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Discussion Starter · #1 ·
Our roommate has had a husky Labrador mix dog for about 3 years and he doesn't take care of her properly. There is constant white hair in every single room, all over furniture, it gets in our food, our clean laundry, our clean dishes, etc. The dog doesn't get walked but maybe two or 3 times a month. She also stinks.
1. How often should you bathe this breed?
2. How often should you brush this breed?
3. How often should you walk/exercise this breed?
 

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Sounds like you need a new roommate, but the hair thing is a pretty normal for that mix. They're notorious shedders.

Dogs really shouldn't be bathed more than once a month unless they get into something nasty. You can brush a husky or a lab every day and still have hair everywhere. They should have a good long walk or some sort of enrichment about every day.

There likely isn't anything you can do to make your roommate take better care of his dog. It's his dog. I would just suggest considering moving.
 

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Discussion Starter · #3 ·
Is there a way to tell if he's brushing her? Like it falls out in clumps and chunks and I can't imagine it would be this bad if he brushed her consistently
 

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It's the time of year where lots of dogs are blowing their coat, so falling out in chunks isn't necessarily a sign of poor grooming. Again, both labs and huskies are AWFUL shedders no matter what you do and no matter the time of year. An old neighbor of ours had a husky, and they'd brush it at least every week in their yard and it looked like it was snowing. My own dog who sheds moderately and who gets regular grooming looks like a scruffy wild thing 24 hours after getting a brush out with an undercoat rake when he's blowing his coat, and the house is covered in hair.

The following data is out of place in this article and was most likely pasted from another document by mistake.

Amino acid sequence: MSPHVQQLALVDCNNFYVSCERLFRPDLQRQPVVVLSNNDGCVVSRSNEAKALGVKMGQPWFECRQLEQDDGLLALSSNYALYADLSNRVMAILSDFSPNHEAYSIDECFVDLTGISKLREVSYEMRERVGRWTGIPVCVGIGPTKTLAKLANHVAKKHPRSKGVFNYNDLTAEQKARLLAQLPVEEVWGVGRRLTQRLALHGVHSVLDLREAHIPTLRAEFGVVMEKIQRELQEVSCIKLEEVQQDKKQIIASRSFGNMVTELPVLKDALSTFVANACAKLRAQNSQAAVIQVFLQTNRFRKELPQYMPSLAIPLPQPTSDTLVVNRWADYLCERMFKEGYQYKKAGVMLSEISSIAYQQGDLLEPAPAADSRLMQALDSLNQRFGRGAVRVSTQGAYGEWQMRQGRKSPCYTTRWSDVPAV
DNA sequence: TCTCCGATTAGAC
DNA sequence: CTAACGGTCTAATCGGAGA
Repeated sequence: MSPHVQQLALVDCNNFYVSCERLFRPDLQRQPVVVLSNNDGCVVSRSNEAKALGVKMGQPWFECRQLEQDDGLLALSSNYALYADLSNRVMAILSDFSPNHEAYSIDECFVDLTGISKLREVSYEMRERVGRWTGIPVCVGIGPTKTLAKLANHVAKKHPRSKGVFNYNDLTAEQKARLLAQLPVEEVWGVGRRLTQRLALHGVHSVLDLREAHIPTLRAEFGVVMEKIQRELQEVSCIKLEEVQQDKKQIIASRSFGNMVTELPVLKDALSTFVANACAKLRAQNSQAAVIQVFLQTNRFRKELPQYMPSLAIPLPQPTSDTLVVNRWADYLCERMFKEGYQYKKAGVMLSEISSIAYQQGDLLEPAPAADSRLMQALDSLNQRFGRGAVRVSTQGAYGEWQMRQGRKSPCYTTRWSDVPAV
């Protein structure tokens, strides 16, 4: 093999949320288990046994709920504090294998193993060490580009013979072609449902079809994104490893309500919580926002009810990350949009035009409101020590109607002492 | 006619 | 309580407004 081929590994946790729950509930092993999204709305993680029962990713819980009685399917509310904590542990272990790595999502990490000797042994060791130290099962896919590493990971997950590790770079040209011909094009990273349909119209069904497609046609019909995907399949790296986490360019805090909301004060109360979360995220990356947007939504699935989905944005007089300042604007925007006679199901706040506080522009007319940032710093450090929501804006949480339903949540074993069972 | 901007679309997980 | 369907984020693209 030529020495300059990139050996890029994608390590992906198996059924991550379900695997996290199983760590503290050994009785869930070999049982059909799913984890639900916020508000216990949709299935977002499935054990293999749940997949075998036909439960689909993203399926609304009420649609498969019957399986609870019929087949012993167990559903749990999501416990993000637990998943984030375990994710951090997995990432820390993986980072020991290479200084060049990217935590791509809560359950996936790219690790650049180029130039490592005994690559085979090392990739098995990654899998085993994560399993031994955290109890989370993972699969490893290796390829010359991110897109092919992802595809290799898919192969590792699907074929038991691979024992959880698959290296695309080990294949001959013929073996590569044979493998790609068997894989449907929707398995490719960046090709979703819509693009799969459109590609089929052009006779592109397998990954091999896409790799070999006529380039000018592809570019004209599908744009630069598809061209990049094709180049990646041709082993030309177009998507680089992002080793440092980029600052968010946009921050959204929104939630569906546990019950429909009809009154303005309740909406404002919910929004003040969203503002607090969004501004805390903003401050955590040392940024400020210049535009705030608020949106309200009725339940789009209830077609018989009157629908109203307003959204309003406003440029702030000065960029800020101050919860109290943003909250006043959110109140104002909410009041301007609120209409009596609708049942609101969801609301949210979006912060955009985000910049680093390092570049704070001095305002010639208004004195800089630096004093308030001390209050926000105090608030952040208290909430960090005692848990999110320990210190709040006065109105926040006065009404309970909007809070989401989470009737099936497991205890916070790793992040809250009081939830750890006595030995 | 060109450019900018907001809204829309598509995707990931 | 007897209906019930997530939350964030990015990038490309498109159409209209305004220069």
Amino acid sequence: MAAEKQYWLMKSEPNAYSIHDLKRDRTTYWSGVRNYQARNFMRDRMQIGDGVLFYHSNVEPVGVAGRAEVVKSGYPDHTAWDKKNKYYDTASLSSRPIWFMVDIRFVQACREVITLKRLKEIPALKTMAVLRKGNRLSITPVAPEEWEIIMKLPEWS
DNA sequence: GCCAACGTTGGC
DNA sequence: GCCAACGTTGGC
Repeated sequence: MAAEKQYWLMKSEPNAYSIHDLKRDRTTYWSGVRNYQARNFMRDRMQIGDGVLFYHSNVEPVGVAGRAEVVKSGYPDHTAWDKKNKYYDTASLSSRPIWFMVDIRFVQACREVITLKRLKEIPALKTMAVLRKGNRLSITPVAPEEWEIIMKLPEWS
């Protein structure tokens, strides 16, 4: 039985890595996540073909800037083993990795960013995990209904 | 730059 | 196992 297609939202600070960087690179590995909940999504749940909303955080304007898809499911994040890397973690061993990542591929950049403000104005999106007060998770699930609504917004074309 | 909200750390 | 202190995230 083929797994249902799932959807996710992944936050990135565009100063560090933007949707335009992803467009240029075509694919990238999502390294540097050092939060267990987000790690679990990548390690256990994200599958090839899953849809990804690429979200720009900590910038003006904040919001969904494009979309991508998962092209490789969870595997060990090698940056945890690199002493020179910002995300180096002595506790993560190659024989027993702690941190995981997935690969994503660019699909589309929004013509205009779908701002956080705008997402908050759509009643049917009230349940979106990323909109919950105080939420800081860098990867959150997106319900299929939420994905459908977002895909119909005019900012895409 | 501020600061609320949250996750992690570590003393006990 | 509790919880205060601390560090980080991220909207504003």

If the dog's coat is bare in spots or matted with gunk, that would be cause for concern. Diet can also have an effect on coat quality. Again, it's not your dog and as long as she's fed and watered and not living in her own filth there's not a whole lot anyone can do, so I'm not sure what you're after here. If you don't like the hair, talk to your roommate about cleaning regularly. You might also consider a robot vacuum which helps keep the dust bunnies under control between more thorough cleanings.

I know sometimes it can be difficult, but you simply can't control how other people treat their pets unless it qualifies as abuse according to your state or county laws. Not brushing or not walking a dog enough wouldn't be considered abuse pretty much everywhere, at least in the US.
 

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Discussion Starter · #5 ·
What I'm "after here" is answers from other dog owners so that when we have a sit down talk with our roommate, he doesn't lie to our faces like he has in the past and get away with it. He's been our good friend for a very long time and we are about to give him an ultimatum with taking better care of his dog or finding a new place to live.